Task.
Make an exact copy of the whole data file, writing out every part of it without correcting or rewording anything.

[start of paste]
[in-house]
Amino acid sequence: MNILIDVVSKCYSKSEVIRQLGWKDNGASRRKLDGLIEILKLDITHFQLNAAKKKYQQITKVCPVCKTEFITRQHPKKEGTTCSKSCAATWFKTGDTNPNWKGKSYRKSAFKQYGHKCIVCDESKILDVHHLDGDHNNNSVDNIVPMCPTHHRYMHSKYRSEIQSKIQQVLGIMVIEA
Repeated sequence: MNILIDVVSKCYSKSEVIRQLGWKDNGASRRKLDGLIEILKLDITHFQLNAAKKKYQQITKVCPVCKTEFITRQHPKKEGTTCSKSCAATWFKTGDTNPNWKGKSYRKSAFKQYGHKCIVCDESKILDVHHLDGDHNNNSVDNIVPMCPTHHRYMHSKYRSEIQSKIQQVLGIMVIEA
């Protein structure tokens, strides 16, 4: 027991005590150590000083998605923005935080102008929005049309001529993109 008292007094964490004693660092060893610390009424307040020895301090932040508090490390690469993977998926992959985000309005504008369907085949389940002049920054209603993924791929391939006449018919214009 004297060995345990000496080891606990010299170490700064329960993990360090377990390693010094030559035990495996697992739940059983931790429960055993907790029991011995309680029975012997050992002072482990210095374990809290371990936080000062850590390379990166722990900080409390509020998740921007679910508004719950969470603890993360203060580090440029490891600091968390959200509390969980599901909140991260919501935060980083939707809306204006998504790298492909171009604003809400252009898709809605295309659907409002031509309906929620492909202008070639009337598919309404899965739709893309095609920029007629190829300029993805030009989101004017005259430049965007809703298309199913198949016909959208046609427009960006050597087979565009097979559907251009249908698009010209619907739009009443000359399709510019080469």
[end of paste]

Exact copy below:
[in-house]
Amino acid sequence: MNILIDVVSKCYSKSEVIRQLGWKDNGASRRKLDGLIEILKLDITHFQLNAAKKKYQQITKVCPVCKTEFITRQHPKKEGTTCSKSCAATWFKTGDTNPNWKGKSYRKSAFKQYGHKCIVCDESKILDVHHLDGDHNNNSVDNIVPMCPTHHRYMHSKYRSEIQSKIQQVLGIMVIEA
Repeated sequence: MNILIDVVSKCYSKSEVIRQLGWKDNGASRRKLDGLIEILKLDITHFQLNAAKKKYQQITKVCPVCKTEFITRQHPKKEGTTCSKSCAATWFKTGDTNPNWKGKSYRKSAFKQYGHKCIVCDESKILDVHHLDGDHNNNSVDNIVPMCPTHHRYMHSKYRSEIQSKIQQVLGIMVIEA
């Protein structure tokens, strides 16, 4: 027991005590150590000083998605923005935080102008929005049309001529993109 008292007094964490004693660092060893610390009424307040020895301090932040508090490390690469993977998926992959985000309005504008369907085949389940002049920054209603993924791929391939006449018919214009 004297060995345990000496080891606990010299170490700064329960993990360090377990390693010094030559035990495996697992739940059983931790429960055993907790029991011995309680029975012997050992002072482990210095374990809290371990936080000062850590390379990166722990900080409390509020998740921007679910508004719950969470603890993360203060580090440029490891600091968390959200509390969980599901909140991260919501935060980083939707809306204006998504790298492909171009604003809400252009898709809605295309659907409002031509309906929620492909202008070639009337598919309404899965739709893309095609920029007629190829300029993805030009989101004017005259430049965007809703298309199913198949016909959208046609427009960006050597087979565009097979559907251009249908698009010209619907739009009443000359399709510019080469």